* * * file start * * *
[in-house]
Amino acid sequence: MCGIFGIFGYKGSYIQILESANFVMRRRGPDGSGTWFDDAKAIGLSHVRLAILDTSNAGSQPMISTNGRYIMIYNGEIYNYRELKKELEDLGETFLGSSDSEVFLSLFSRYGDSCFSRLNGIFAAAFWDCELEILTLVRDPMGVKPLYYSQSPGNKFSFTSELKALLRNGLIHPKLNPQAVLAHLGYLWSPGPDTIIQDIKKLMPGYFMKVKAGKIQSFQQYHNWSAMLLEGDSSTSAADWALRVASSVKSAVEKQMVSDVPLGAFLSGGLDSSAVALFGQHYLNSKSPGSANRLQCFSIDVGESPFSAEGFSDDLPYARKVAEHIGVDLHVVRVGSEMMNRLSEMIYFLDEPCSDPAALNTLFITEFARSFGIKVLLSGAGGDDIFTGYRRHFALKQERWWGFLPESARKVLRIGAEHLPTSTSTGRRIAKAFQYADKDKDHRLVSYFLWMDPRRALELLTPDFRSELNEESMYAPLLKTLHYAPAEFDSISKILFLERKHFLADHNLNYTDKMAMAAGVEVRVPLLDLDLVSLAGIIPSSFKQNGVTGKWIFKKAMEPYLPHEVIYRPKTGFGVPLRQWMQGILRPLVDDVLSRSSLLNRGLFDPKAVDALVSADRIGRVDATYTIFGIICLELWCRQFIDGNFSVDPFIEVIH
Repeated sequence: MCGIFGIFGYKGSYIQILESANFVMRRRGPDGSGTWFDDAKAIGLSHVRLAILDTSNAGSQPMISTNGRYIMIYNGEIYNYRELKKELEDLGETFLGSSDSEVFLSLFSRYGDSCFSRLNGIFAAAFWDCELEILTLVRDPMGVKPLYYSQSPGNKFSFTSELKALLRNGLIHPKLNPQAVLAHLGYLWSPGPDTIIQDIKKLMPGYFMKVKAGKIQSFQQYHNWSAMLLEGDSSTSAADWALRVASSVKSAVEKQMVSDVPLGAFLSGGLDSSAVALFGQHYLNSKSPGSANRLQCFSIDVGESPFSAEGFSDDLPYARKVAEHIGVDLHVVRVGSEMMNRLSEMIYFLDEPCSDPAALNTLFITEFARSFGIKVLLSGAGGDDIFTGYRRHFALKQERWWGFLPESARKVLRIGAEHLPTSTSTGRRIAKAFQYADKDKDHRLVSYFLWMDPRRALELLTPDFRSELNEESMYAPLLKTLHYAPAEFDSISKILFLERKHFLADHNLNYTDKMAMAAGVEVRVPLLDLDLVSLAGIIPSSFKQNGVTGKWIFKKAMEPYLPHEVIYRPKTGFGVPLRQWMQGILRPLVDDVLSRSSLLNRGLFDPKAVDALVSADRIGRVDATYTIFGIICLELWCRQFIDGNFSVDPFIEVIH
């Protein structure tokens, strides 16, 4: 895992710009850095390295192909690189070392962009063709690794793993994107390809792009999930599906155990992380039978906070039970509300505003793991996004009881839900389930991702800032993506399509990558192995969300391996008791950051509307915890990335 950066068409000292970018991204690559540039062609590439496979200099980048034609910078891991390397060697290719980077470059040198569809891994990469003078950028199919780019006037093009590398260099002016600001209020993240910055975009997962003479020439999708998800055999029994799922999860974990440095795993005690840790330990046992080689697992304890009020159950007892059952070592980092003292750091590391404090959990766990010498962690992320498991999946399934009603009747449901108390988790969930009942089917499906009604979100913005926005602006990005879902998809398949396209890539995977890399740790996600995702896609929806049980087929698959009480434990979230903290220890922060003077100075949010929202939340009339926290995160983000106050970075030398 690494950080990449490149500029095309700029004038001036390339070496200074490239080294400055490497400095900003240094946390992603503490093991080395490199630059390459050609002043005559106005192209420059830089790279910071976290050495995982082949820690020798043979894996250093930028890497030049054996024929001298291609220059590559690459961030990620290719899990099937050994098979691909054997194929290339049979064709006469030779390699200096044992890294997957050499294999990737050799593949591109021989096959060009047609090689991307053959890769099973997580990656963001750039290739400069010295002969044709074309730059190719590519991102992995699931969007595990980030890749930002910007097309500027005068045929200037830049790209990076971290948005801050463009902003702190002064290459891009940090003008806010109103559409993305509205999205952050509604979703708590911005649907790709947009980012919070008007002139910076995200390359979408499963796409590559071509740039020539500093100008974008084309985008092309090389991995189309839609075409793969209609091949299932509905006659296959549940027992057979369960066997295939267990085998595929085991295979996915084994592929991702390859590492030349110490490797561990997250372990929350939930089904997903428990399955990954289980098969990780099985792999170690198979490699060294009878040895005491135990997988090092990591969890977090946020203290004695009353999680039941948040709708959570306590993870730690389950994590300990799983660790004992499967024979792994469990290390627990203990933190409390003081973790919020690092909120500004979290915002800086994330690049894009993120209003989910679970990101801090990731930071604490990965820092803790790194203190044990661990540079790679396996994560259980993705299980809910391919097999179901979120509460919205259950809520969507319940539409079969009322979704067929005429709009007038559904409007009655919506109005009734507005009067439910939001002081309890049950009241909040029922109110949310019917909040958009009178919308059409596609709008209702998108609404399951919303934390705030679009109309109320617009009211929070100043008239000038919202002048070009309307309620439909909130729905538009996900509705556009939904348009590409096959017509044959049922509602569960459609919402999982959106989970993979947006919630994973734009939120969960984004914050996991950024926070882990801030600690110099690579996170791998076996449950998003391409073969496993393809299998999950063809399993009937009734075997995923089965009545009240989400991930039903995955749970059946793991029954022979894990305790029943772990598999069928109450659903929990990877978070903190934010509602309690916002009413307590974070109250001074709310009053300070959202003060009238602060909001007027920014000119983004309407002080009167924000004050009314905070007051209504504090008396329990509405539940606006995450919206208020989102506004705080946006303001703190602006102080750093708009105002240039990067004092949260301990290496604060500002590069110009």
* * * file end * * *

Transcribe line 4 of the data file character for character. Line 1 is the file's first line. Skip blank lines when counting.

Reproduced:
């Protein structure tokens, strides 16, 4: 895992710009850095390295192909690189070392962009063709690794793993994107390809792009999930599906155990992380039978906070039970509300505003793991996004009881839900389930991702800032993506399509990558192995969300391996008791950051509307915890990335 950066068409000292970018991204690559540039062609590439496979200099980048034609910078891991390397060697290719980077470059040198569809891994990469003078950028199919780019006037093009590398260099002016600001209020993240910055975009997962003479020439999708998800055999029994799922999860974990440095795993005690840790330990046992080689697992304890009020159950007892059952070592980092003292750091590391404090959990766990010498962690992320498991999946399934009603009747449901108390988790969930009942089917499906009604979100913005926005602006990005879902998809398949396209890539995977890399740790996600995702896609929806049980087929698959009480434990979230903290220890922060003077100075949010929202939340009339926290995160983000106050970075030398 690494950080990449490149500029095309700029004038001036390339070496200074490239080294400055490497400095900003240094946390992603503490093991080395490199630059390459050609002043005559106005192209420059830089790279910071976290050495995982082949820690020798043979894996250093930028890497030049054996024929001298291609220059590559690459961030990620290719899990099937050994098979691909054997194929290339049979064709006469030779390699200096044992890294997957050499294999990737050799593949591109021989096959060009047609090689991307053959890769099973997580990656963001750039290739400069010295002969044709074309730059190719590519991102992995699931969007595990980030890749930002910007097309500027005068045929200037830049790209990076971290948005801050463009902003702190002064290459891009940090003008806010109103559409993305509205999205952050509604979703708590911005649907790709947009980012919070008007002139910076995200390359979408499963796409590559071509740039020539500093100008974008084309985008092309090389991995189309839609075409793969209609091949299932509905006659296959549940027992057979369960066997295939267990085998595929085991295979996915084994592929991702390859590492030349110490490797561990997250372990929350939930089904997903428990399955990954289980098969990780099985792999170690198979490699060294009878040895005491135990997988090092990591969890977090946020203290004695009353999680039941948040709708959570306590993870730690389950994590300990799983660790004992499967024979792994469990290390627990203990933190409390003081973790919020690092909120500004979290915002800086994330690049894009993120209003989910679970990101801090990731930071604490990965820092803790790194203190044990661990540079790679396996994560259980993705299980809910391919097999179901979120509460919205259950809520969507319940539409079969009322979704067929005429709009007038559904409007009655919506109005009734507005009067439910939001002081309890049950009241909040029922109110949310019917909040958009009178919308059409596609709008209702998108609404399951919303934390705030679009109309109320617009009211929070100043008239000038919202002048070009309307309620439909909130729905538009996900509705556009939904348009590409096959017509044959049922509602569960459609919402999982959106989970993979947006919630994973734009939120969960984004914050996991950024926070882990801030600690110099690579996170791998076996449950998003391409073969496993393809299998999950063809399993009937009734075997995923089965009545009240989400991930039903995955749970059946793991029954022979894990305790029943772990598999069928109450659903929990990877978070903190934010509602309690916002009413307590974070109250001074709310009053300070959202003060009238602060909001007027920014000119983004309407002080009167924000004050009314905070007051209504504090008396329990509405539940606006995450919206208020989102506004705080946006303001703190602006102080750093708009105002240039990067004092949260301990290496604060500002590069110009």